Building for tomorrow
The European Bank for Reconstruction and Development cut its teeth helping drag Russia through the mess of 1998 to its current modern incarnation. Now it is working with other European and central Asian countries, reports Solomon Teague.
The European Bank for Reconstruction and Development is actively promoting local currency lending and capital markets development in its countries of operations, in Europe and central Asia. “Particular focus has been placed on larger countries, whose currencies will not or not imminently be joining the euro and where the swaps market is limited or non-existent” said Axel van Nederveen, treasurer at EBRD.
“A cross-currency swaps market allows investors and borrowers to mitigate the currency risk in their balance sheet without needing a domestic bond market,” said van Nederveen, who admitted the focus on the development of a domestic capital market may be seen by some countries as a lack of commitment to joining the euro. However, the more rigorous application of the rules for prospective new entrants than has been applied in the past means it is important that market developments are not in stasis in the interim, he said.
The development of a domestic investor base helps to insulate borrowers from the fickle attentions of international investors. Poland has made significant efforts to create a domestic bond investor base, despite the presence of an active swaps market and a commitment to euro-entry. Romania is trying to improve efficiency in the listing and trading process for domestic bonds to facilitate more activity.
“To date, secondary activity [in Romania’s domestic market] has been limited due to high fees – akin to what would be expected for an equity transaction – and restrictive regulation, for example, the inability to short sell,” said Isabelle Laurent, deputy treasurer and head of funding at the EBRD. “When such problems are resolved, it is likely there would be demand for Romanian debt, considering the relatively high interest rates prevailing there.”
But the development of a domestic bond market is not universally welcomed. “The advent of a bond market is often viewed as undermining the incumbent loan market and creating greater pricing transparency, which may squeeze loan margins,” said Laurent.
There is even a view in some quarters that the arrival of EBRD as a lender of local currency will squeeze out the existing banks operating there, despite evidence in Russia and elsewhere that its activities only serve to increase business across the board. “In Russia you now see syndicated loans as well as mortgage and consumer lending despite the emergence of a domestic bond market,” she said.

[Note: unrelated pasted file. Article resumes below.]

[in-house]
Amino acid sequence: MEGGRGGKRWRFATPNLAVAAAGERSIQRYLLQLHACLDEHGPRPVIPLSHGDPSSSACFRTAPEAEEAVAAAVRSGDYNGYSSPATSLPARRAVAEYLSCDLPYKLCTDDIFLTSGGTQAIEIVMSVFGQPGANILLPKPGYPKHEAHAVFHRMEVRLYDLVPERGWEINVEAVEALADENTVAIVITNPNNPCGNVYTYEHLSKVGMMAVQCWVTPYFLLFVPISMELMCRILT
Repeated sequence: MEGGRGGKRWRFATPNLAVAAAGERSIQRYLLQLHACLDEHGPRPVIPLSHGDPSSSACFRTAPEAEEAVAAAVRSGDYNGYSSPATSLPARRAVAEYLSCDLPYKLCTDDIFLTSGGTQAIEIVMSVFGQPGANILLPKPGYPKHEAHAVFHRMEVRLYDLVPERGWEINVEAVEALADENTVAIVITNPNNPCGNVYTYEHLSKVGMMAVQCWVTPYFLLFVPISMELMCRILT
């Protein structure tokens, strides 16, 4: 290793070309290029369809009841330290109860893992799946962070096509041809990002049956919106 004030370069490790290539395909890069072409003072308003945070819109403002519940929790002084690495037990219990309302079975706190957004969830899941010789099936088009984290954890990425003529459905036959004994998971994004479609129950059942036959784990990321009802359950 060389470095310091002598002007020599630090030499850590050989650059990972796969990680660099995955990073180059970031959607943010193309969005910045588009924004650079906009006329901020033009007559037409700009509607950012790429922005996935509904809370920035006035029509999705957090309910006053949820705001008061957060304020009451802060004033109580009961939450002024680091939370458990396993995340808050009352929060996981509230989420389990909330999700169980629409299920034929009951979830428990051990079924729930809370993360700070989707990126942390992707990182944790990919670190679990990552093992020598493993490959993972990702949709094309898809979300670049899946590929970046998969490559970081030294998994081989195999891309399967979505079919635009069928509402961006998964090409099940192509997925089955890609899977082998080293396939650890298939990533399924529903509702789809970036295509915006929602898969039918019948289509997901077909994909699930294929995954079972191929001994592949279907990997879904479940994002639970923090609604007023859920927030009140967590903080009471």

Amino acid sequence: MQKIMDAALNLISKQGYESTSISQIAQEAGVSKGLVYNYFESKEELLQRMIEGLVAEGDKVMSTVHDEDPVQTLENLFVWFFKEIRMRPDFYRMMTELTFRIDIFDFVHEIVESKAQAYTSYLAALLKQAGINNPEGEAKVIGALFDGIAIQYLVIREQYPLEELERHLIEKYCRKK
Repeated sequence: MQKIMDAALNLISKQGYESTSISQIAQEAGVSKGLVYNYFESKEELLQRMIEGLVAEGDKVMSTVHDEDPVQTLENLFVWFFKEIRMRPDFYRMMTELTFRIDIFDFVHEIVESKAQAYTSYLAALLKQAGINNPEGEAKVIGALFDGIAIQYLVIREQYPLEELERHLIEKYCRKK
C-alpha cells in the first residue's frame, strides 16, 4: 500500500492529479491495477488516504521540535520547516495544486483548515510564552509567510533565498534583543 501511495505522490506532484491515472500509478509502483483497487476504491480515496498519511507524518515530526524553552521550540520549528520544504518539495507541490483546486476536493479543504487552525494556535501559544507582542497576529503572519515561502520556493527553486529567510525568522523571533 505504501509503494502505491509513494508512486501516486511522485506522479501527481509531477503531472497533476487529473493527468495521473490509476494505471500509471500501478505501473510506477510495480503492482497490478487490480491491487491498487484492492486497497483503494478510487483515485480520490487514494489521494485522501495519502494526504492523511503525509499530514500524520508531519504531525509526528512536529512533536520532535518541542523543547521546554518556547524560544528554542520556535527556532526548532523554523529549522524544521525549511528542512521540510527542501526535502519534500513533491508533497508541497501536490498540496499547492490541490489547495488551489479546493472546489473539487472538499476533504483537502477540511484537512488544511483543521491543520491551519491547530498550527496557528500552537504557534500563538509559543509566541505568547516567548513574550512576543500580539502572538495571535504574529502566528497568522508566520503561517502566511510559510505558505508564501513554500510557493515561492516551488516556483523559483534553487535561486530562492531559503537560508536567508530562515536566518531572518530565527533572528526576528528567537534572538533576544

“Although there is demand, especially for long-dated assets for the growing domestic pension fund and insurance industries, efforts to facilitate domestic corporate bond issuance tend to be low on the agendas of emerging economies,” Laurent said, “partly due to a lack of any clear idea on how best to proceed in achieving this goal.”
“In several instances governments have worked hard to create a primary market without a commensurate effort in creating a secondary market to support it, displaying a lack of understanding in the mechanics of a functioning market,” said van Nederveen.
Van Nederveen cited Romania as a good example to follow. It has shown a willingness to work with EBRD to build its infrastructure, and once progress has been made – for example in finding the balance between flexibility and protection – EBRD will look to launch a domestic issue.
“All countries have their own unique problems and priorities in developing a domestic capital market,” said van Nederveen. And despite the differences there are common themes in the problems arising in different countries.
It is not uncommon, for example, for developing economies to make no distinction between bonds and equities from a regulatory perspective, despite the contrasting mechanics of the markets. A lack of distinction between retail and institutional investors is another recurring theme, meaning domestic bond issuance targeted to institutional investors in emerging economies is often saddled with burdensome regulation designed to protect the equity investments of vulnerable widows and orphans.
Central and Eastern European countries have a relative advantage in the development of their domestic capital markets in that they can see the work EBRD did with Russia between 1999 and its debut issue in 2005 as an example of the benefits of working with the bank. Similarly, EBRD has learned a lot from its previous work with Russia. “For many of the countries, which have already jumped through a number of the necessary hoops in order to achieve European accession, they are starting from a better position than Russia did,” van Nederveen added.